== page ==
If you are a young journalist or think you might like to be one, I implore you to read Megan McArdle’s advice to your kind. She says that the collapse of the business model on which journalism has been based changes everything. It may be a golden era for journalism, but it’s a terrible era for journalists. Excerpt:

No, the problem is not competition for eyeballs from new outlets that are writing news in a different, fresher way. The problem is competition for ad dollars from companies that don’t produce news at all. Making news is expensive. It’s hard to compete against companies that don’t bother. Journalism’s biggest threat comes from companies like Google and Facebook that cheaply aggregate our expensive content and sell low-cost, demographically targeted ads in huge numbers. They can kill the whole business.

Five or 10 years ago, there was some hope that we’d figure this out. The problem as we saw it then was that companies wouldn’t pay for digital ads the way they did in print — “Dollars in print become dimes on the Web, and pennies on mobile,” as one executive editor told me. Now the grimly whispered consensus is that we’re probably not going to figure it out. The Web does three terrible things to ads: It shrinks their form factor, produces a virtually infinite inventory and makes them very easy to avoid. The industry has sought salvation in things such as video (where the ads are harder to skip), but this has come nowhere near making up for the drought elsewhere. If you are thinking about going into journalism, here’s a sentence that should send the icy fingers of fear dancing up your spine: “The soft TV ad market this year extended even to Super Bowl XLIX, where NBC didn’t declare inventory sold out until days before the game.” Television has been the one media industry segment that was still drawing reliable ad money, and now it, too, is struggling — even as the economy recovers.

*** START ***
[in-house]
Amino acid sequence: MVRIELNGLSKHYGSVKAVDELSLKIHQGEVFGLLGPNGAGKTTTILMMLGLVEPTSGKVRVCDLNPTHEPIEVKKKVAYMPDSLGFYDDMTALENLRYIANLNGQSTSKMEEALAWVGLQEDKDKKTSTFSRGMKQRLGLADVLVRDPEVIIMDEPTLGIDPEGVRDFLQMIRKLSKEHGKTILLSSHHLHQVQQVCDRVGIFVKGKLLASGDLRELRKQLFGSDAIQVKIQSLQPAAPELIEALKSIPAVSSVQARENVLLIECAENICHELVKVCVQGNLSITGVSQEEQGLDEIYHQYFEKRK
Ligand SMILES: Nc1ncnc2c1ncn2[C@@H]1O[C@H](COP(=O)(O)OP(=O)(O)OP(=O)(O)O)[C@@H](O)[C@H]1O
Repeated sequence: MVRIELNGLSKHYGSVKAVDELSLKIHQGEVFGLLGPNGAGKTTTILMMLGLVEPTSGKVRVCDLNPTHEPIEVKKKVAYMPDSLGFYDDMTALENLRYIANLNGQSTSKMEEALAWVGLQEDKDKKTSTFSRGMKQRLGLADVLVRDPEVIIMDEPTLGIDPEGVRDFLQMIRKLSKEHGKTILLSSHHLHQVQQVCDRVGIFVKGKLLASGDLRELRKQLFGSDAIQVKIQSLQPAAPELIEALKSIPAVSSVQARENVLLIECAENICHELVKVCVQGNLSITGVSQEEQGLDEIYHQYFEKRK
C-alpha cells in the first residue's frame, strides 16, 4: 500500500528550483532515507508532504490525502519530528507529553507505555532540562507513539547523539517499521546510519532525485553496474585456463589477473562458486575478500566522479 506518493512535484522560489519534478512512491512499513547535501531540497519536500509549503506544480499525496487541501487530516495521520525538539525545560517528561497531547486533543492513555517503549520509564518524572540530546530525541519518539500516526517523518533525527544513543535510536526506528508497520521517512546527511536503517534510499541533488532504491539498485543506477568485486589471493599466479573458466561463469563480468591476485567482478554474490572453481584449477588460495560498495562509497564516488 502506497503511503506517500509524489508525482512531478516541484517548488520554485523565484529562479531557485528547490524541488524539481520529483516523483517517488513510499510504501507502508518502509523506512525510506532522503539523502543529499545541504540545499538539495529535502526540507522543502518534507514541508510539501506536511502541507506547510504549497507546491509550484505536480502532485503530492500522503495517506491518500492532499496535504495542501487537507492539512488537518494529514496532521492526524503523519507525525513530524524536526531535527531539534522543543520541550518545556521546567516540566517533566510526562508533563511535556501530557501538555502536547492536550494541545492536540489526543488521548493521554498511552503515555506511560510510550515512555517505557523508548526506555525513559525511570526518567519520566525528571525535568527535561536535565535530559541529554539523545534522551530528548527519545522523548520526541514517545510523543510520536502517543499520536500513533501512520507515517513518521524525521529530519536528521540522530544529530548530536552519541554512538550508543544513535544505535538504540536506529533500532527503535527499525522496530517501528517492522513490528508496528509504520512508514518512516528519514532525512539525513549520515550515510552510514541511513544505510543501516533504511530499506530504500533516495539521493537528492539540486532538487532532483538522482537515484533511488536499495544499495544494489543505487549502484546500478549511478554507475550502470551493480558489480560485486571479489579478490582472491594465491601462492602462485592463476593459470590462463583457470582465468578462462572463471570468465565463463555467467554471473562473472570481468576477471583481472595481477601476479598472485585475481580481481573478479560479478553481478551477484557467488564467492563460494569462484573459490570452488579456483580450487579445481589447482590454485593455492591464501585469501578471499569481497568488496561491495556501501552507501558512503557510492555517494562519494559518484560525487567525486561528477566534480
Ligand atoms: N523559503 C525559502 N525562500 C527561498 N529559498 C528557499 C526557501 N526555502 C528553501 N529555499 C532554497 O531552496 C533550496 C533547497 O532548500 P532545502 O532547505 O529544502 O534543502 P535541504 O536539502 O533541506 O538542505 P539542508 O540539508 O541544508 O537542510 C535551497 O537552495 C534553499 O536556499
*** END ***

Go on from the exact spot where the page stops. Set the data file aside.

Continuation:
So before you decide to send that resume out, try this exercise. Find a copy of your favorite venerable magazine from 2000. (They’re readily available on eBay, or at the main library in any big city.) Then buy a copy of the latest issue. Notice anything different? The current version is anorexic. Page through and look at the ads. Now go to its website and look at the advertising there. What do you see? Ads for T-shirts or bed linens? Ads for the magazine itself? Welcome to the brave new world of journalism, where there are more ways to do great reporting than ever before, and fewer and fewer ways to pay for it.

More:

“But Megan,” I hear you cry, “you did it! You have an awesome job at an amazing outlet with splendid colleagues and a congenial working environment! Why are you telling me not to follow in your footsteps? Are you afraid of the competition?”

I get this question all the time: “How do I get your job?” And I give the same answer: You can’t. I do not say this because I am afraid of other people getting my job; I wish everyone could have my job. It’s great. More people should be able to do this.

But my career path wasn’t a path; it was me stumbling blindly into something I happened to be good at, at a moment when that happened to be economically valuable.

Read the whole thing. Seriously, do. I can’t emphasize strongly enough how important this is.